Marlin directors urge caution on delisting

Marlin directors Carmel Fisher and Rob Challinor say that any move to delist the fund could involve forced asset sales if a rush of investors apply to withdraw their money.

Marlin shareholder Gary Cross has been advertising in national media for investors to contact him and join the call for a vote on delisting the fund.

Mr Cross argues that investors would benefit if Marlin delisted and became an open-ended fund, such as a unit trust. Unit trusts are valued at net asset value for investors to buy and sell units.

Marlin, on the other hand, has been trading at a discount to its net asset value since listing in 2007. The current discount is around 24%.

In response to Mr Cross’s proposal, Marlin’s directors have written to investors saying that they are also frustrated with the discount to net asset value but that in the current market many companies are trading below valuation.

Marlin investors chose a closed-ended listed fund, they said. If it became an open-ended unit trust in which the fund managers paid out exiting investors, rather than the investors selling shares on market, a large rush of redemption requests could force the managers to sell investments to find cash.

This could hurt the share price of investee companies and the value left to remaining investors.

Moreover, investors have to sell at net asset value and cannot choose a market price at which they want to sell.

Marlin’s board said the young fund had outperformed competitors during a difficult period. “Marlin has played its part ... now we need to wait for the markets to recognise that,” the directors wrote.

They said they did not think Mr Cross's views were in line with most investors.

But Mr Cross said he was confident of getting the numbers for a vote. "It's only really just getting momentum."

Investors would not rush to redeem their shares if they saw a more positive net asset value under a unit trust structure, he suggested.

Marlin is managed by Fisher Funds, who have recently introduced a new distribution policy at fellow listed fund Kingfish.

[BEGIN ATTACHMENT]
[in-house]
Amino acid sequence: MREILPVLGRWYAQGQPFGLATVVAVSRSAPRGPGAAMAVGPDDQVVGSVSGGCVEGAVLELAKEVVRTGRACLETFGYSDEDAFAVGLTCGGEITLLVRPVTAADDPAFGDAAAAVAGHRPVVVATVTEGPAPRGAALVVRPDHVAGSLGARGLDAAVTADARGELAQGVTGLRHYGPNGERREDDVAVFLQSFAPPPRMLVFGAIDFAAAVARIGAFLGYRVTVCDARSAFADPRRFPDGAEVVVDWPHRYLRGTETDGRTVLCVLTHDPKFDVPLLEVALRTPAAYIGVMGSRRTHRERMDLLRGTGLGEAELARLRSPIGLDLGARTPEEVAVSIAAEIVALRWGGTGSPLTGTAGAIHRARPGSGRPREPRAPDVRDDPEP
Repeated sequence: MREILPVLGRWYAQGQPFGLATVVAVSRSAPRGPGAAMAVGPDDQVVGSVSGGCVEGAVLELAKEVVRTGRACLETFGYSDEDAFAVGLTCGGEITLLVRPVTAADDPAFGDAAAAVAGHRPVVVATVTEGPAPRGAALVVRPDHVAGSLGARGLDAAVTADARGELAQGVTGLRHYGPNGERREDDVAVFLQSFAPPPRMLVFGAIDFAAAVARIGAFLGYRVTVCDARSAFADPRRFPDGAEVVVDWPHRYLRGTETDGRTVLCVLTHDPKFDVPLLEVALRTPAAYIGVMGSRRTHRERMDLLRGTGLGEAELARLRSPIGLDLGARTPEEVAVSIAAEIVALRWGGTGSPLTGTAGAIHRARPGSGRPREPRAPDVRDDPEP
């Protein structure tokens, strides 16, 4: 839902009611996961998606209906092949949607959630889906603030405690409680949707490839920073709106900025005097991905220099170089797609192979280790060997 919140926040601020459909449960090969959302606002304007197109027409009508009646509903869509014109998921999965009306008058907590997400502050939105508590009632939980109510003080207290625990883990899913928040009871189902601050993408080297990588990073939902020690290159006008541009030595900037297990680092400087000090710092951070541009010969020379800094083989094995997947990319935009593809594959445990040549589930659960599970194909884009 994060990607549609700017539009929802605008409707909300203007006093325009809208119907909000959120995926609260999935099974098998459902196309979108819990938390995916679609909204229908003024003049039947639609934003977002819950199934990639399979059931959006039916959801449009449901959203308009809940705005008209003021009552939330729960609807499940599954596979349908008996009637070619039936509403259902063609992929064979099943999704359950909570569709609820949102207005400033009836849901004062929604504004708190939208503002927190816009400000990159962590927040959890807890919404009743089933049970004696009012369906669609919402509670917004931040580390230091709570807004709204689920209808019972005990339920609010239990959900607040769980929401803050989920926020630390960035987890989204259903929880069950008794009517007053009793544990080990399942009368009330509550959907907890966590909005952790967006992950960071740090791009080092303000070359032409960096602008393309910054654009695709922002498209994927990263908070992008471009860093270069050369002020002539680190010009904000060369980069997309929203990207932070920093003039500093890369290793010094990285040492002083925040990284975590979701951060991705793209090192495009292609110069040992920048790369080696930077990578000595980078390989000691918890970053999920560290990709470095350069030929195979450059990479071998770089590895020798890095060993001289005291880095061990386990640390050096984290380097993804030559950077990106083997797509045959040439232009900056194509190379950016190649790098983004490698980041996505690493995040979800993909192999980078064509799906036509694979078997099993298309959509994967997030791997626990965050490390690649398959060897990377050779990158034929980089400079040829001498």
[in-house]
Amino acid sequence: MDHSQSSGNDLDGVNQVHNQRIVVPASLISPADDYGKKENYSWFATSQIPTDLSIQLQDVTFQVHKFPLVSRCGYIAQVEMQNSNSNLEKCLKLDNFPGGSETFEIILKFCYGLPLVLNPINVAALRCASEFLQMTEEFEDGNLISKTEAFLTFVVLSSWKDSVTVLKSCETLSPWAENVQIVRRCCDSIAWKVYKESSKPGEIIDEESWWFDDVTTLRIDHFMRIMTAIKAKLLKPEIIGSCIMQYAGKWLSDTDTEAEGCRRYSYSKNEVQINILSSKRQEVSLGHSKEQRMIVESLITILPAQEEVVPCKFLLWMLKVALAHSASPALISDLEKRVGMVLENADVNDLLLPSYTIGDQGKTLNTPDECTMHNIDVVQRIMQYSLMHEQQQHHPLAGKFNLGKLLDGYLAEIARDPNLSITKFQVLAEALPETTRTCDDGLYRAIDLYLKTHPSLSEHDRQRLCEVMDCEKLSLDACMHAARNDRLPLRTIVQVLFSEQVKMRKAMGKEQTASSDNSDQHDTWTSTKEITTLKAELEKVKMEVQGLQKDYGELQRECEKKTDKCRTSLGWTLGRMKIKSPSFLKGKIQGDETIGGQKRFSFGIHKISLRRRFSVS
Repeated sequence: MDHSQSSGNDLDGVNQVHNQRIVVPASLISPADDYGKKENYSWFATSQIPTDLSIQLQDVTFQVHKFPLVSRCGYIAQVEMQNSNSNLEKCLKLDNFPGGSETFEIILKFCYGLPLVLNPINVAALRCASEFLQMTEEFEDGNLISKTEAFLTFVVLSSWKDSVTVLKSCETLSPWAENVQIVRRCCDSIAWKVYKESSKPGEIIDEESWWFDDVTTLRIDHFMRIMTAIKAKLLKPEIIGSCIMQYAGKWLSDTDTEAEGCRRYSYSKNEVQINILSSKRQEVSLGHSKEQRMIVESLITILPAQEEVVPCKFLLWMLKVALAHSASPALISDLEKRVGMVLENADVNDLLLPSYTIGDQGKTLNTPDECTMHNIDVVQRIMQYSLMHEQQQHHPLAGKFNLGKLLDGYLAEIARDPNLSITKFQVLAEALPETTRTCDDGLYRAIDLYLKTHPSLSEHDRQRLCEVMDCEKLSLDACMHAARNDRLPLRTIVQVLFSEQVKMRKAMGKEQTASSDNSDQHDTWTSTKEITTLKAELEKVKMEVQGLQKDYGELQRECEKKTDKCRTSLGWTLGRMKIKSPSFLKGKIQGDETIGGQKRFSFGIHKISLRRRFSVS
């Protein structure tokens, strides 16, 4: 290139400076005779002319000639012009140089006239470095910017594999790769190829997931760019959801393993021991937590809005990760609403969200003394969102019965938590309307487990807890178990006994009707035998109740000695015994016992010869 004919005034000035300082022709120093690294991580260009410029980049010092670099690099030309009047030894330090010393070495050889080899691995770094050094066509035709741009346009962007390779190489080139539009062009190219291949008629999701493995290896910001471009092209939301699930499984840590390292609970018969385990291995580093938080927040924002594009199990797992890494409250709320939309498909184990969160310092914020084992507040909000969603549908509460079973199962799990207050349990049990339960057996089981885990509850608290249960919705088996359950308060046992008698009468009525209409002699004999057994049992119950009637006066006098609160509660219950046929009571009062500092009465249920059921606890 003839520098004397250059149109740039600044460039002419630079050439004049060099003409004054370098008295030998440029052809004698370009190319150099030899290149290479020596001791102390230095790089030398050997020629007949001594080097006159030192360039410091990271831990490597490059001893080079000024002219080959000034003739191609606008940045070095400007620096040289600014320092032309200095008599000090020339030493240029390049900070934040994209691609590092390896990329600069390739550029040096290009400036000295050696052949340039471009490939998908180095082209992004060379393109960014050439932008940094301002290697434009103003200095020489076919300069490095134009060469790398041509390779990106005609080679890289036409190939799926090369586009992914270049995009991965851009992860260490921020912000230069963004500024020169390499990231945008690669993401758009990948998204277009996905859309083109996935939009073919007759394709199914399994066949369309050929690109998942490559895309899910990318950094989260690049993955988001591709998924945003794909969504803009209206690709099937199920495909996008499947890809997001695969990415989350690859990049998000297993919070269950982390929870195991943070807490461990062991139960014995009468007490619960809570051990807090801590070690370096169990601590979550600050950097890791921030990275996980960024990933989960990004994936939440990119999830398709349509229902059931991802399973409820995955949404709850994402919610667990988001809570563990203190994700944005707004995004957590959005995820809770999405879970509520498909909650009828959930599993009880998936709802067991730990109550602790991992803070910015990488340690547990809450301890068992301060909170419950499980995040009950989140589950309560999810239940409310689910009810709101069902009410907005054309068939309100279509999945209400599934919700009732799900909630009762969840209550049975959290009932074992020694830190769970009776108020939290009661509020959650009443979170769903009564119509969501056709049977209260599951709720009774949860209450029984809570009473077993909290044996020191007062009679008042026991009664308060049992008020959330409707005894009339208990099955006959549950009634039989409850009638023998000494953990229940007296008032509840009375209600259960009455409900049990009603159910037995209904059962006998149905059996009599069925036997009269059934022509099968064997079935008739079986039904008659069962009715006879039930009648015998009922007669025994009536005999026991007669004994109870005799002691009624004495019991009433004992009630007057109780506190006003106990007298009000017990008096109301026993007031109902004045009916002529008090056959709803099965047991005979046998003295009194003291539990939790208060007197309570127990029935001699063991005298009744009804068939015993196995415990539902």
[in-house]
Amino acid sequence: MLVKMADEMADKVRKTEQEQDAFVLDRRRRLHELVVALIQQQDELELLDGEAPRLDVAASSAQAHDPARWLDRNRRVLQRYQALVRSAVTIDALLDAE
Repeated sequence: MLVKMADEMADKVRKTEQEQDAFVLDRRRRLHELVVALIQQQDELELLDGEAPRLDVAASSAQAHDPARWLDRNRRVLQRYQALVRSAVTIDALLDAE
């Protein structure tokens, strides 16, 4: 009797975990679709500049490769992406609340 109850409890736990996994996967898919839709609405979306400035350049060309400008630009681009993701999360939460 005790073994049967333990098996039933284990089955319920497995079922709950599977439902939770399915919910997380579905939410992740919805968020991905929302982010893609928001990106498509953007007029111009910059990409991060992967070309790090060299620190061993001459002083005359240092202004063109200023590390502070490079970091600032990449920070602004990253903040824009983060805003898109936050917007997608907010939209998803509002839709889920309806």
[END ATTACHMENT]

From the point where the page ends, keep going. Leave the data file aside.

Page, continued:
The plan is to pay out 8% of net asset value each year to investors who want dividends or access to some of their funds.


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Mr Cross- go and start your own fund and leave this one alone. Stand on your own two feet instead of causing trouble for others

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A better proposal would be for Marlin to keep buying its own shares, and in doing so increase the NTA per share.

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The Marlin Warrant Holders are not likely to agree to delisting because holders of excess Warrants could suffer a 100% loss. Warrants are convertible every quarter until late October 2010.

Increasing the share repurchase volumes from their present low levels would be a tangible sign that Marlin is active and growing. Admittedly, the maximum number of shares that can be repurchased is capped at 5% per annum by the Companies Act 1993 s 65 (1) (b) but that may be sufficient to instil greater confidence.

The managers are aiming to hold investments that have strong growth potential. A lot of the investments are in Asia where the real economic growth of nations like China is likely to be unrestrainable in the medium term.

In addition, there is a discount applied to the share prices of portfolio companies as a result of a depressed sharemarket. Finally there is the Marlin share price discount.

The growth potential of portfolio companies, a moderate sharemarket recovery and elimination of the Marlin discount, all together could make Marlin interesting.

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